The third quarter was quite active for us. We added two new equity positions, eliminated two existing positions, closed one real estate investment with another one scheduled to close in early November. We also added one new corporate fixed income position.
While our equity performance continues to lag the broader market, we are very pleased with both our strong corporate and municipal fixed income performance, and very pleased with our real estate performance thus far in 2017.
We are not a firm that compiles or relies on long-term macroeconomic or market forecasts. Each equity, fixed income, real estate and private equity investment is made one decision at a time. We evaluate each investment on its own merits and make sure we proceed with a margin of safety to account for the unexpected. However, there are occasions when we believe the investing landscape requires us to pause and pay more attention to what’s happening outside our sandbox.
In somewhat of an unorthodox fashion we’ll start with the conclusion – we believe it’s likely that broader stock market returns going forward will be materially lower over the next 7 years vs. the prior 7 years. Having said that, we also recognize markets can become even more overvalued, or possibly remain at these valuation levels for another one, three or five years.
We’re not trying to communicate that a market decline is imminent, but we do believe that given the extreme valuation levels, future equity returns over the next seven years will likely be substantially lower than the past 7 years, and thus a shift in thinking is prudent.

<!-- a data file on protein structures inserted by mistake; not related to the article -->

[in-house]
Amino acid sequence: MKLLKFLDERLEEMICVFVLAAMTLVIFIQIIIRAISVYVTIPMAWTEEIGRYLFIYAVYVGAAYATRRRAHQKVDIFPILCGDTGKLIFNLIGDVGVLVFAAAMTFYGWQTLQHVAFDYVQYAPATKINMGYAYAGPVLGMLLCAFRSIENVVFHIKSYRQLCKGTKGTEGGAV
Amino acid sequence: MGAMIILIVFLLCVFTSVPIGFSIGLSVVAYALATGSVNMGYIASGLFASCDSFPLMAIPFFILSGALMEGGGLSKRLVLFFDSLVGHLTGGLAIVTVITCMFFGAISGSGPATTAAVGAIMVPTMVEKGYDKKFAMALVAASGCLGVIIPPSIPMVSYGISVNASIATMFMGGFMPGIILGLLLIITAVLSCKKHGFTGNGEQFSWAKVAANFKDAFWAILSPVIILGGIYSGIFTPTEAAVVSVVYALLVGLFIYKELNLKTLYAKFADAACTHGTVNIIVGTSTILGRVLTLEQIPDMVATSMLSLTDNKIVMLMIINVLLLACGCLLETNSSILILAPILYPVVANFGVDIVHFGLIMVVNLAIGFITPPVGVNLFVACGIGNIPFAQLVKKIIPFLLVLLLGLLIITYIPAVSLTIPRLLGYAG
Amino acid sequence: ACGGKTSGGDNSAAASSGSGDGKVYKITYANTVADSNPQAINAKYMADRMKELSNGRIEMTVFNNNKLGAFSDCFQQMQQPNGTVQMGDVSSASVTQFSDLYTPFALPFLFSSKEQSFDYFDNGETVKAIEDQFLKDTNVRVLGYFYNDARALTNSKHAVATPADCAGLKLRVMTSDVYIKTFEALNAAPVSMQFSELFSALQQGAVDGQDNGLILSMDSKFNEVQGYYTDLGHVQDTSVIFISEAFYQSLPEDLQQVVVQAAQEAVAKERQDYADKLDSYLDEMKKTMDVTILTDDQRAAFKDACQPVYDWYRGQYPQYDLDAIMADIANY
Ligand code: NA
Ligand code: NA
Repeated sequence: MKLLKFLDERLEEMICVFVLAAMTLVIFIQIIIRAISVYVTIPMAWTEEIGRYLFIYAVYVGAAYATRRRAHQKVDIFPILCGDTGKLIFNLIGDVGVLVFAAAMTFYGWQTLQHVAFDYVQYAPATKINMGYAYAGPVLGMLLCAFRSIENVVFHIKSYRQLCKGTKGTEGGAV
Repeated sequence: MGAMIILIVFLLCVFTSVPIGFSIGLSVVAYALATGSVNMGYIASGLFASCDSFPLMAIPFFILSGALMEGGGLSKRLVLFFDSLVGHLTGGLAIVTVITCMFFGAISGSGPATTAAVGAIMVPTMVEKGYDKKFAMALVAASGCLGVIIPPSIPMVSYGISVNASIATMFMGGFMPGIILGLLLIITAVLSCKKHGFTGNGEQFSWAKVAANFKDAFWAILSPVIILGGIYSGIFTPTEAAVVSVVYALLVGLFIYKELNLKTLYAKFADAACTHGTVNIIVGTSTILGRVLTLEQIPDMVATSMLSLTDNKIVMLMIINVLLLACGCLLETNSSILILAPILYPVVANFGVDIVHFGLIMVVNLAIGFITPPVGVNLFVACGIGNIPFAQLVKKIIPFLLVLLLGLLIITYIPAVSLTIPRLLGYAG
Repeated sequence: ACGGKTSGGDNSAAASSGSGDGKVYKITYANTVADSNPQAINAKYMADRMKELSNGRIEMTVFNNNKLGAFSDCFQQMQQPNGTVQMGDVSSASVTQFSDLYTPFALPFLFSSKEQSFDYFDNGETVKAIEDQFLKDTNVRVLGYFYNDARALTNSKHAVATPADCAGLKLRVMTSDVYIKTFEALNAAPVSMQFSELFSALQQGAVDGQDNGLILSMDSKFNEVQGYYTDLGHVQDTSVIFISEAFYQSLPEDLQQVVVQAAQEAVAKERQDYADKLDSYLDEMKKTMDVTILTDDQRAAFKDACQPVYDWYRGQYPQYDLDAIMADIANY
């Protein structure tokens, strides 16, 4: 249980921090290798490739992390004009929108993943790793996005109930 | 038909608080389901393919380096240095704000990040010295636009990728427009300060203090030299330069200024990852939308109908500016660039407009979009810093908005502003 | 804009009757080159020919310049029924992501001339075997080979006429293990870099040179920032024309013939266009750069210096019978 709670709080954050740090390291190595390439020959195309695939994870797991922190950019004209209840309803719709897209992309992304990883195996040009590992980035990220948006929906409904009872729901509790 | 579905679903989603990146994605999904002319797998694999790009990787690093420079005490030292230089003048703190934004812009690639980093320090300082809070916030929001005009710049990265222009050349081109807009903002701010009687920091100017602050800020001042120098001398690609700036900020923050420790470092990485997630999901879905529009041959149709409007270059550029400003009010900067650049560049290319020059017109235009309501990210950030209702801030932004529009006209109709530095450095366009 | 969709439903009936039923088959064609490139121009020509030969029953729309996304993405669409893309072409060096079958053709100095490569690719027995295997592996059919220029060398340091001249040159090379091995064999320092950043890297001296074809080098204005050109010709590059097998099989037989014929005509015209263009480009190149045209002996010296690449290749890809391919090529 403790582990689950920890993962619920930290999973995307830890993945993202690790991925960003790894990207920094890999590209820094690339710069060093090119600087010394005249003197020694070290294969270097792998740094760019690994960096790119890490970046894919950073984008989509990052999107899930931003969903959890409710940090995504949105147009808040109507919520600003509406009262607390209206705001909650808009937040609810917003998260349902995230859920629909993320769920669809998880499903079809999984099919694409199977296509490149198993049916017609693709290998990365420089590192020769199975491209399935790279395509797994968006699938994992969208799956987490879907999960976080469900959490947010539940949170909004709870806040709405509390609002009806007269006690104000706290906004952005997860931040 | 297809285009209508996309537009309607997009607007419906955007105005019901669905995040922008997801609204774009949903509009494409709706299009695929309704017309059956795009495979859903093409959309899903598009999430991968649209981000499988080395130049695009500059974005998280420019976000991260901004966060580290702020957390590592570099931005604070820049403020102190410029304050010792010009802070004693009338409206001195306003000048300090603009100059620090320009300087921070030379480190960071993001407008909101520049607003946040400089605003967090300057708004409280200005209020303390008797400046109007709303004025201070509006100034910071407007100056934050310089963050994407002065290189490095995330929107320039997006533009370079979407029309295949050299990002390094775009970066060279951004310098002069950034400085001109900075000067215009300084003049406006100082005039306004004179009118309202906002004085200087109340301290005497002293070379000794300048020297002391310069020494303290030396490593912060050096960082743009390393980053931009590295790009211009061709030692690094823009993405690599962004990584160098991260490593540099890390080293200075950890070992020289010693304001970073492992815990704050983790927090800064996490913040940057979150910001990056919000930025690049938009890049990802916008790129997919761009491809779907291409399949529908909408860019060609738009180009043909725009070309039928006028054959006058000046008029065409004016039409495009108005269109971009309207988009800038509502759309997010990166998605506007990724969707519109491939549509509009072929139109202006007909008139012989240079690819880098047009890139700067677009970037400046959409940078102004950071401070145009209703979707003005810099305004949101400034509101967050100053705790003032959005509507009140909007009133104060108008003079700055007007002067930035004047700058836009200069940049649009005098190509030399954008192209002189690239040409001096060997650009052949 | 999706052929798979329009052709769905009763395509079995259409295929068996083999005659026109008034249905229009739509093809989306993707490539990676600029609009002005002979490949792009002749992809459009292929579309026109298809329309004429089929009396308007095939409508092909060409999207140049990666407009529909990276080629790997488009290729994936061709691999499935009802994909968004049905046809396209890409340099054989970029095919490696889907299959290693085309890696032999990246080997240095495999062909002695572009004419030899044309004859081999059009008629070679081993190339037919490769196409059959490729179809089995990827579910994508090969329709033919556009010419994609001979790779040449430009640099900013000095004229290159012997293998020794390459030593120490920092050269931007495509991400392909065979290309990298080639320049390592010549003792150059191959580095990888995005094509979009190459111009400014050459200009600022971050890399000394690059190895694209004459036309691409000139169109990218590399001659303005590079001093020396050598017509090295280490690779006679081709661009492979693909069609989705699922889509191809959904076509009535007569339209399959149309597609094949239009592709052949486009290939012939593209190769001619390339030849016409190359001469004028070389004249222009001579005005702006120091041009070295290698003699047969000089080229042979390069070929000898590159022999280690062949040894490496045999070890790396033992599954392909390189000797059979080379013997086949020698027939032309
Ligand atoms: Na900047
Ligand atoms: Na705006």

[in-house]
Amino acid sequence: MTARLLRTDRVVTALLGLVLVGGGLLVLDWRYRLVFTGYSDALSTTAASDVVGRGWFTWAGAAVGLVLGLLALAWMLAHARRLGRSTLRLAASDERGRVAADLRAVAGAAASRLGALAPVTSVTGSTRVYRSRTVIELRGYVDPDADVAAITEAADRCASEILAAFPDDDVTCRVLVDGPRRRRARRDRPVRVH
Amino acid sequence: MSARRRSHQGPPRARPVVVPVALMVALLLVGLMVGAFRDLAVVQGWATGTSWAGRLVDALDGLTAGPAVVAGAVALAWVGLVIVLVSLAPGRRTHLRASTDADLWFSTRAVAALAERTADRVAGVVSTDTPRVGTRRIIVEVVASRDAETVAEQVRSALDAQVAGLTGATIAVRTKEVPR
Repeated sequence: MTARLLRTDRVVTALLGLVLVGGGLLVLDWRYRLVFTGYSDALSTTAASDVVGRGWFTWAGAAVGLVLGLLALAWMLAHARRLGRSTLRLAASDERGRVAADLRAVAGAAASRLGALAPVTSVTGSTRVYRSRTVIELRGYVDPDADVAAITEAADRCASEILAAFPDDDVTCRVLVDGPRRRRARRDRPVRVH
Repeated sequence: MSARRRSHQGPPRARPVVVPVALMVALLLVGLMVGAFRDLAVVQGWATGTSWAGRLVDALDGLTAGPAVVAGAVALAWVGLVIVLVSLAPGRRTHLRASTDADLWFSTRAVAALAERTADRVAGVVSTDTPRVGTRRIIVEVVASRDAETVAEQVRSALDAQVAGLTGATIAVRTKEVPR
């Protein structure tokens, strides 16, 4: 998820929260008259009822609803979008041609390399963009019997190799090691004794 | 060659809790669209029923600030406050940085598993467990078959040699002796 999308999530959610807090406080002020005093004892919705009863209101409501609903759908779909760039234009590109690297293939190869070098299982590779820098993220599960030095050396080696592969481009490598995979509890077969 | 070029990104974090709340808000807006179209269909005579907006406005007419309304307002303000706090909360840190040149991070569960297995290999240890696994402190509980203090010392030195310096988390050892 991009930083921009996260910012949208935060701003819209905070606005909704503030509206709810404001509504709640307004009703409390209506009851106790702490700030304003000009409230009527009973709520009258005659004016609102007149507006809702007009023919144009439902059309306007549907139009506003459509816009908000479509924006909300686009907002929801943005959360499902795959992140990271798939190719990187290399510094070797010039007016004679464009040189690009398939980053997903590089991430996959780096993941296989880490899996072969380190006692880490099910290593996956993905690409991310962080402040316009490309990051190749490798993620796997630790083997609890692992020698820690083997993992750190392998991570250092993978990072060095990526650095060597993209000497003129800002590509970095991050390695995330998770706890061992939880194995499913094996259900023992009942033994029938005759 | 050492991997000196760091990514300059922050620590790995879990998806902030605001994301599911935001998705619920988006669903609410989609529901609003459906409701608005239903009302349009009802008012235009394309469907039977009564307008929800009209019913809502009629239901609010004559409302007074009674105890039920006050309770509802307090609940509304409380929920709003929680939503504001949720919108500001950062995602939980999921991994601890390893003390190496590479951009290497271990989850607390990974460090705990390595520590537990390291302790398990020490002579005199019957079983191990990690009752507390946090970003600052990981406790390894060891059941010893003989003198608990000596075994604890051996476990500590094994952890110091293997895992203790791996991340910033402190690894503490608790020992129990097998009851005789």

By many statistical measures today’s equity market appears to be over-valued. Possible reasons are historically low interest rates, the tidal wave of passive investing that’s come ashore over the past five years, or the U.S. markets being the best house in a bad neighborhood. Whatever the reasons for how we got here we believe the general markets (as defined by the S&P500) are overvalued. There is a school of thought that says abnormally low interest rates justify current market valuations, we’re not so sure. If one shares this view then an investment in the broader equity market is an implicit “bet” on interest rates staying low or going down. Personally, given how polluted and manipulated (read central bank intervention) interest rates are today, we have no confidence in our ability to accurately forecast interest rates. The level of government intervention impacting interest rates has created a tremendous amount of uncertainty about what comes next. While it’s quite possible interest rates could remain at current levels, or go lower, we are not investing with this framework in mind.
Our view regarding valuation is driven by one overriding belief – the entry multiple (the valuation that exists at time of purchase) is one of the largest determining factors of future returns. This means, the higher the multiple you pay the more growth, or even higher exit multiple is required to still earn an attractive return.